During all of these years it is worthy to note that the RRBA has gained many allies and affiliates that are required in order to carry out its mission. They include government agencies, other non-profit groups and municipalities all with a common interest whether by regulation or voluntary community service. While the RRBA may not be revered by all groups at times, it is clear it is respected by all as a group representing all the citizens of the Basin from the mountains of Virginia to the coast of North Carolina. As a 501 C (3) charitable organization our membership consists of many County, Cities, Towns, Businesses and Individual Citizens.
Among the groups we work with and allies and affiliates of the RRBA are:
- US Army Corps of Engineers – Wilmington District
- VA Dept. of Environmental Quality (DEQ)
- NC Dept. of Environment and Natural Resources (DENR)
- Roanoke River Basin Bi-State Commission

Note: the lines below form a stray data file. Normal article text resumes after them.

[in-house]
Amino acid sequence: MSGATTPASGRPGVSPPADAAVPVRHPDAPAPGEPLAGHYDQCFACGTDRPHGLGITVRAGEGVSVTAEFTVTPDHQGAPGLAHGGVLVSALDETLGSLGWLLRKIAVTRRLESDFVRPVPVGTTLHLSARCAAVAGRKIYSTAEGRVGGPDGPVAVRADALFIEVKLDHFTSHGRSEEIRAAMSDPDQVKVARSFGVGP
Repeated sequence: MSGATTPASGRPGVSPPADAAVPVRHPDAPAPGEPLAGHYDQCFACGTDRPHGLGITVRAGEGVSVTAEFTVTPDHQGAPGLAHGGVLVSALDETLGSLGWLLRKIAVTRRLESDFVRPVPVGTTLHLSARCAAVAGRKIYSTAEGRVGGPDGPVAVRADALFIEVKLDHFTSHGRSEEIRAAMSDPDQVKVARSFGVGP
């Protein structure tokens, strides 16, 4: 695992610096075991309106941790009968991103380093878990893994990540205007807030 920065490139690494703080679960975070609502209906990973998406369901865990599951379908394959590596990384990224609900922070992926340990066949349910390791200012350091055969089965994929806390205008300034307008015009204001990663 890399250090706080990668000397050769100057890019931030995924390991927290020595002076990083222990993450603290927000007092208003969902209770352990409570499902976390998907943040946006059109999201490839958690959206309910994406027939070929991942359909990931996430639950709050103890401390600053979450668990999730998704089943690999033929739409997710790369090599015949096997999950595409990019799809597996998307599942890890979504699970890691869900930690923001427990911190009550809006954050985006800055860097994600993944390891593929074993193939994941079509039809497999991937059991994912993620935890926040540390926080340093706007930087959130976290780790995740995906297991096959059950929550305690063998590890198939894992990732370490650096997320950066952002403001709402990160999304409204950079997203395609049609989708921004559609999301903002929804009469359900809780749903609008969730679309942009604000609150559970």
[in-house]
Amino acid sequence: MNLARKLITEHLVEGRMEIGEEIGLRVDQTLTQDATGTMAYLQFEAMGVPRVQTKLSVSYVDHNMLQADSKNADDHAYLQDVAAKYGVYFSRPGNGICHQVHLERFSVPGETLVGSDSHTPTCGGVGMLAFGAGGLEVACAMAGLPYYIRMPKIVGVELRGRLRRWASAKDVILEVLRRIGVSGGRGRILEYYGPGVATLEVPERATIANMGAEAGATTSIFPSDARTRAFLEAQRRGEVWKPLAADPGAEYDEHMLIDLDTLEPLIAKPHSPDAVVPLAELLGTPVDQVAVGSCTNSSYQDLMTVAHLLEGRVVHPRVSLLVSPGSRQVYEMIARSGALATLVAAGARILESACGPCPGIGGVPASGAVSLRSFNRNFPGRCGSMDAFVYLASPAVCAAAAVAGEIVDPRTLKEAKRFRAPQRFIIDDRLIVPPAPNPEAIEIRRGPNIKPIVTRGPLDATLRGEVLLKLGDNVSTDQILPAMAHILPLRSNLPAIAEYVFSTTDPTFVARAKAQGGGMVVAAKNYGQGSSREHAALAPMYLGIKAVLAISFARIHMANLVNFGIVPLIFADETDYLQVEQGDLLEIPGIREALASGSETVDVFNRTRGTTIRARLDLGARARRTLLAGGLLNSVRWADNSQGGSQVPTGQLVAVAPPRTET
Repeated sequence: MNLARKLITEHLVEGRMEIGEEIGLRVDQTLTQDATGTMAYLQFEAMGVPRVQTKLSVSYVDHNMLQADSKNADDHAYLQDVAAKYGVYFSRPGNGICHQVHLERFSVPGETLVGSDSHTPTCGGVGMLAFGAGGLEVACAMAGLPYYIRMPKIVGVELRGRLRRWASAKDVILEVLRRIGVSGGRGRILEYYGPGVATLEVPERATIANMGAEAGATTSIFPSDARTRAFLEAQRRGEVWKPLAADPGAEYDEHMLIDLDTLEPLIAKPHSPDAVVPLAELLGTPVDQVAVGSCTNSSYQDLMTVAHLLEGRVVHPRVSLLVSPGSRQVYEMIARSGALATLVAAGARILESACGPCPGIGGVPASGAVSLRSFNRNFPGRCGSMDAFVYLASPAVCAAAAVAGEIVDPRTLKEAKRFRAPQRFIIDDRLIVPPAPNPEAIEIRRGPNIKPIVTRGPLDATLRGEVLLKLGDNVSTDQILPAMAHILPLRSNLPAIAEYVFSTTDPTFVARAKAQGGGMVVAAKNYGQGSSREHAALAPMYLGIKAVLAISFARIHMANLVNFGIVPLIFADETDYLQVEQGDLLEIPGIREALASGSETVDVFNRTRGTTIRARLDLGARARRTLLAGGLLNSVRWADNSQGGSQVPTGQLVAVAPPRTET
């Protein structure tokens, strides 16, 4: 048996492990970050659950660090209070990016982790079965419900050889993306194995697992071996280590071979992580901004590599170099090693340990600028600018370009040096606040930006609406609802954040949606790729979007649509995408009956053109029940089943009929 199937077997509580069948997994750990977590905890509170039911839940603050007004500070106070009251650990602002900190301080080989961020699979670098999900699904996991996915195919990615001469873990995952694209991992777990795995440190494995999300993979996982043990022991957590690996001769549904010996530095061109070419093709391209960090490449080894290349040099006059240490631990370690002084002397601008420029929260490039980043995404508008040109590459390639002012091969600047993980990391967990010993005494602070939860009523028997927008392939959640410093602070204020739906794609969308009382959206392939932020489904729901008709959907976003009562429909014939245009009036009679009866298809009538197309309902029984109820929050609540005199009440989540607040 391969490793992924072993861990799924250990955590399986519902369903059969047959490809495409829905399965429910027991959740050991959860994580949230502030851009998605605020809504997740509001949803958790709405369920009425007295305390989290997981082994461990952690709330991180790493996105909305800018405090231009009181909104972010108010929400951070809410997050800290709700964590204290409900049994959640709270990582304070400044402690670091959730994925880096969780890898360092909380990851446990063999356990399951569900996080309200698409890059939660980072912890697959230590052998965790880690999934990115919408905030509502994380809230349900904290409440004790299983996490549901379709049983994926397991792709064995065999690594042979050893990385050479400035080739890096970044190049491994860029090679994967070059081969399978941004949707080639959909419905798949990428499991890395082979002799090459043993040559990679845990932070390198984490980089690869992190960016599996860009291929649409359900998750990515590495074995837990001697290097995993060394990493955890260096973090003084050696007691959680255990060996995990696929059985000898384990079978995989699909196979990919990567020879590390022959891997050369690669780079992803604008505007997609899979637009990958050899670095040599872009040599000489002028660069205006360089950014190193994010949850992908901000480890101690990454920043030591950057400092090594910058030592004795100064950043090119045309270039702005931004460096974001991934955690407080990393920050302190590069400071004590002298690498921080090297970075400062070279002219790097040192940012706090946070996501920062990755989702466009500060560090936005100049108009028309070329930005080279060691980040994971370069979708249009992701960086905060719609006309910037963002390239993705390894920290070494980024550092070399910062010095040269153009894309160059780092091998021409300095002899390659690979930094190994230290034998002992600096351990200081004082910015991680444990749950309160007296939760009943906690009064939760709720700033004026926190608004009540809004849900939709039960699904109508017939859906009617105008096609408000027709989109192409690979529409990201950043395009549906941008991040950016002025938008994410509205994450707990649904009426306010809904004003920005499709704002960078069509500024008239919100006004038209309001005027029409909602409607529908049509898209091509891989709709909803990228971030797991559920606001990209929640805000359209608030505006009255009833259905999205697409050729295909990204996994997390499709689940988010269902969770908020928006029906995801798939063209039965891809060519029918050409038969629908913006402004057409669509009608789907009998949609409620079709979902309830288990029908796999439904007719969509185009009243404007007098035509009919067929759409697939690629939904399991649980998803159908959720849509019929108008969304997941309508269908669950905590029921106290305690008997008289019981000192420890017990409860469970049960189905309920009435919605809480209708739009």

- US Wildlife Service
- NC wildlife Service
- VA Dept. of Game and Inland Fisheries
- The Albemarle Commission
- The Upper Coastal Council of Governments
- The Kerr-Tar Council of Governments
- The Piedmont/Tremont Council of Governments
- Virginia Beach Public Utilities
- Vance County Dept. Of Tourism
- Roanoke Rapids Sanitary District
- Henry County Public Service Authority
- The Southern Environmental Law Center (SELC)
- Duke Law and Environmental Clinic
Other 501 (C) Organizations
- The Nature Conservancy (TNC)
- Dan River Basin Association (DRBA)
- Roanoke River Partners
- Lake Gaston Chamber of Commerce
- We the People of Virginia